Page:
Date of Award




Document Type


Degree Name

Doctor of Philosophy (PhD)


School of Criminal Justice

Content Description

1 online resource (viii, 232 pages) : illustrations (some color)

Dissertation/Thesis Chair

Marvin Krohn

Committee Members

David Bayley, Graeme Newman, Robert Apel, Richard Bennett


comparative, disrespect, england, london metropolitan police, police, Police

Subject Categories



Although a body of research exists examining the influence of citizen disrespect on police decision making and use of force, that research is limited in its capacity to appropriately conceptualize citizen disrespect. In fact, little is known about the verbal and nonverbal behaviors that for officers signify disrespect - in the United States and abroad. Utilizing survey data from officers in a mid-sized city police department in the United States and the London Metropolitan Police, this research seeks to understand the breadth of behaviors that officers find disrespectful, to discover how often officers perceive that they are experiencing disrespectful citizens, and to make cross-national comparisons. When assessing officer-based, occupation-based, and country based characteristics, the findings revealed few differences between officers in each country. Additionally, education and experience were found to be positively related to disrespect in both countries and in the U.K., unarmed officers anticipated disrespect more often than armed officers. With a better understanding of officers' perceptions in both countries, future research (including comparative research) can focus on determining what effect, if any, disrespect has on officer decision making.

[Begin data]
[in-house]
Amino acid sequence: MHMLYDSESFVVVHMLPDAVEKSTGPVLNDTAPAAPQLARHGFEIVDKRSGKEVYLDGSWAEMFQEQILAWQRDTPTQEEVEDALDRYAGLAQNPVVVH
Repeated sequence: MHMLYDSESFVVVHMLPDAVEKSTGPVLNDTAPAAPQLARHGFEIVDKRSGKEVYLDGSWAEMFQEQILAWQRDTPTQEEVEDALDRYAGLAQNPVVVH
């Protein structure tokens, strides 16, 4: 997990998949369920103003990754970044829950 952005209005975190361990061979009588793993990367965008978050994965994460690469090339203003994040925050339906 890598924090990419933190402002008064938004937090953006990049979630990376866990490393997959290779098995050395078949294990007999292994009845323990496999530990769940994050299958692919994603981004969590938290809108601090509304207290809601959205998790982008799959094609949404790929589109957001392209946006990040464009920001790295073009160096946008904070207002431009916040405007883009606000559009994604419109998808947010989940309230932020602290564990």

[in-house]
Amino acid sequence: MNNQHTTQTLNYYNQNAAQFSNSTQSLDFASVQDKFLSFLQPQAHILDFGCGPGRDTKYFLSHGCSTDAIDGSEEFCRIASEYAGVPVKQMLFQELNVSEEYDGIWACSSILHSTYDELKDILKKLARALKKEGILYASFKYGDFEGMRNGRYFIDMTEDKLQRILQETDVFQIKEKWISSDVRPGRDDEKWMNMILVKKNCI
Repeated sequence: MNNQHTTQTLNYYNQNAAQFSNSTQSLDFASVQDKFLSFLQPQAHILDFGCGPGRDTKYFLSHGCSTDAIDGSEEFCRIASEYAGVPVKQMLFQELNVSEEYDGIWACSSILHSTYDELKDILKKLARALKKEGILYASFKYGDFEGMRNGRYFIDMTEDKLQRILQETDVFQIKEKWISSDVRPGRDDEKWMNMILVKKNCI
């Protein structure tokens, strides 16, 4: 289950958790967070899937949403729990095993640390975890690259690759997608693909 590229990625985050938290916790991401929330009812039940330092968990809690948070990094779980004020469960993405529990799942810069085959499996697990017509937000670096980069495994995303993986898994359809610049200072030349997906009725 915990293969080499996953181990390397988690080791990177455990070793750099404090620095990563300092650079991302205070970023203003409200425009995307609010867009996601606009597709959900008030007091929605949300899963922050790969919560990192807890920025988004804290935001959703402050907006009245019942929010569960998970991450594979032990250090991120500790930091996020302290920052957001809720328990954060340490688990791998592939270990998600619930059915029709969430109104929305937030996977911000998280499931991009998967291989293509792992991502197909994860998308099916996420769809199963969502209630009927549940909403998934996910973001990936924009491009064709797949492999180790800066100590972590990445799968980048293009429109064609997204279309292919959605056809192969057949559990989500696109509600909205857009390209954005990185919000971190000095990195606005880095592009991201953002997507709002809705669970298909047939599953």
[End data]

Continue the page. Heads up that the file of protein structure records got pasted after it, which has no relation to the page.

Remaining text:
Included in

Criminology Commons